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Symphyotrichum Species, Hairy Aster, Frost Aster, Hairy White Oldfield Aster, Wild Aster

Symphyotrichum pilosum

Family: Asteraceae (ass-ter-AY-see-ee) (Info)
Genus: Symphyotrichum (sim-fy-oh-TRY-kum) (Info)
Species: pilosum (pil-OH-sum) (Info)
Synonym:Aster chrysogonii
Synonym:Aster juniperinus
Synonym:Aster pilosus



Foliage Color:

Unknown - Tell us

Bloom Characteristics:

This plant is attractive to bees, butterflies and/or birds

Water Requirements:

Average Water Needs; Water regularly; do not overwater

Where to Grow:

Unknown - Tell us


18-24 in. (45-60 cm)

24-36 in. (60-90 cm)

36-48 in. (90-120 cm)


12-15 in. (30-38 cm)


USDA Zone 5a: to -28.8 C (-20 F)

USDA Zone 5b: to -26.1 C (-15 F)

USDA Zone 6a: to -23.3 C (-10 F)

USDA Zone 6b: to -20.5 C (-5 F)

USDA Zone 7a: to -17.7 C (0 F)

USDA Zone 7b: to -14.9 C (5 F)

USDA Zone 8a: to -12.2 C (10 F)

USDA Zone 8b: to -9.4 C (15 F)

Sun Exposure:

Full Sun

Sun to Partial Shade



Bloom Color:

Pale Pink


White/Near White

Bloom Time:

Mid Summer

Late Summer/Early Fall

Mid Fall



Other details:

May be a noxious weed or invasive

Soil pH requirements:

5.1 to 5.5 (strongly acidic)

5.6 to 6.0 (acidic)

6.1 to 6.5 (mildly acidic)

Patent Information:


Propagation Methods:

From herbaceous stem cuttings

From seed; direct sow outdoors in fall

From seed; winter sow in vented containers, coldframe or unheated greenhouse

Seed Collecting:

Bag seedheads to capture ripening seed

Collect seedhead/pod when flowers fade; allow to dry


This plant has been said to grow in the following regions:

Cordele, Georgia

Benton, Kentucky

North Billerica, Massachusetts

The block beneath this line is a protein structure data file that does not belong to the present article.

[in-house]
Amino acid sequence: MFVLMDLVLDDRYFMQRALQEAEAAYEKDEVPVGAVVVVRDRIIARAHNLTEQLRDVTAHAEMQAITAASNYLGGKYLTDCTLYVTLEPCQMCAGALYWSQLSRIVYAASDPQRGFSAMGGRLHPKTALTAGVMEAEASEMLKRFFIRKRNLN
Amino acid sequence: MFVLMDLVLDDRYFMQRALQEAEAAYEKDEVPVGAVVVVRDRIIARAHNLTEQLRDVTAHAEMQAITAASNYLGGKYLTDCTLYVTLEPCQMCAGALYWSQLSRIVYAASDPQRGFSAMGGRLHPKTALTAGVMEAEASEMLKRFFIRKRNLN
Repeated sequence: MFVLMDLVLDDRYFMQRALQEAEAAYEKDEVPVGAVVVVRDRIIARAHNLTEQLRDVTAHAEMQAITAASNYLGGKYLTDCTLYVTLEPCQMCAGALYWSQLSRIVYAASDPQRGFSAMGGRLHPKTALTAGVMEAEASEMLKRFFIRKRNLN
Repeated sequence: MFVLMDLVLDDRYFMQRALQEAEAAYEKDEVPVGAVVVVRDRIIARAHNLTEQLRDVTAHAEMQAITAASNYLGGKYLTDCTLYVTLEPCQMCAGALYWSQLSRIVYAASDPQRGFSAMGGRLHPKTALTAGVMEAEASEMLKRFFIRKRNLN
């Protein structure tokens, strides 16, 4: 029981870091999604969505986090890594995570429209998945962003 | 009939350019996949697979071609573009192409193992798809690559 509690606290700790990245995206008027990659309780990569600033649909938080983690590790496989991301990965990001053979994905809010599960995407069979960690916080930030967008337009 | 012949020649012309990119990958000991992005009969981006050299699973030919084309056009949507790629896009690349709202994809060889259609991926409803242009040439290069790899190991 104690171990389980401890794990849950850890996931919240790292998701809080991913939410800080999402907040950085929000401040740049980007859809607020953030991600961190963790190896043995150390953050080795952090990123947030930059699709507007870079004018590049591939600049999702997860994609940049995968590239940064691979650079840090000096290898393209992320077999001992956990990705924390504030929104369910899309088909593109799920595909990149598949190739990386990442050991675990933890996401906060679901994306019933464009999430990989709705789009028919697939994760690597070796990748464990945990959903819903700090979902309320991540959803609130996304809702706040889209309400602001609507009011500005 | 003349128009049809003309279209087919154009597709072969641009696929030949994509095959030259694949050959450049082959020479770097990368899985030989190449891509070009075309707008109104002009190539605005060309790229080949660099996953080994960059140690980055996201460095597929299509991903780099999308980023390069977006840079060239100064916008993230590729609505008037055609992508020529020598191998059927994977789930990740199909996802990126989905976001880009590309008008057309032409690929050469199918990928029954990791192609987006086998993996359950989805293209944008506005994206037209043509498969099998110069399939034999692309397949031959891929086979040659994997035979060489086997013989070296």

Mount Morris, Michigan

Frenchtown, New Jersey

Croton On Hudson, New York

Greensboro, North Carolina

Glouster, Ohio

Millersburg, Pennsylvania

Clarksville, Tennessee

Arlington, Texas

Austin, Texas

Chester, Virginia

Peterstown, West Virginia

show all

Gardeners' Notes:


On Nov 12, 2004, melody from Benton, KY (Zone 7a) wrote:

What a wonderful way to end the season! These plants are absolutely covered in tiny white blossoms, and bloom into November here in West KY.

The last butterflies and bees of the season flock to them in droves and they make a beautiful presence in your garden or along the roadways.

They are perfectly happy to be cultivated in a structured environment, or make a surprise statement in abandoned parking lots and gravel pits.

They do best in full sun and put on the best show when they have good soil, but will be quite forgiving if you have a spot where things find a difficult time thriving.


On Oct 1, 2004, frostweed from Josephine, Arlington, TX (Zone 8a) wrote:

Downy Aster, White Heath Aster, White Old-field Asteris a rather inconspicuous plant all year, but come Fall
it is solidly covered with tiny white blossoms and it appears to be covered with snow. It is easy to propagate by division and it likes full sun.
Aster pilosus is native to Texas and other States.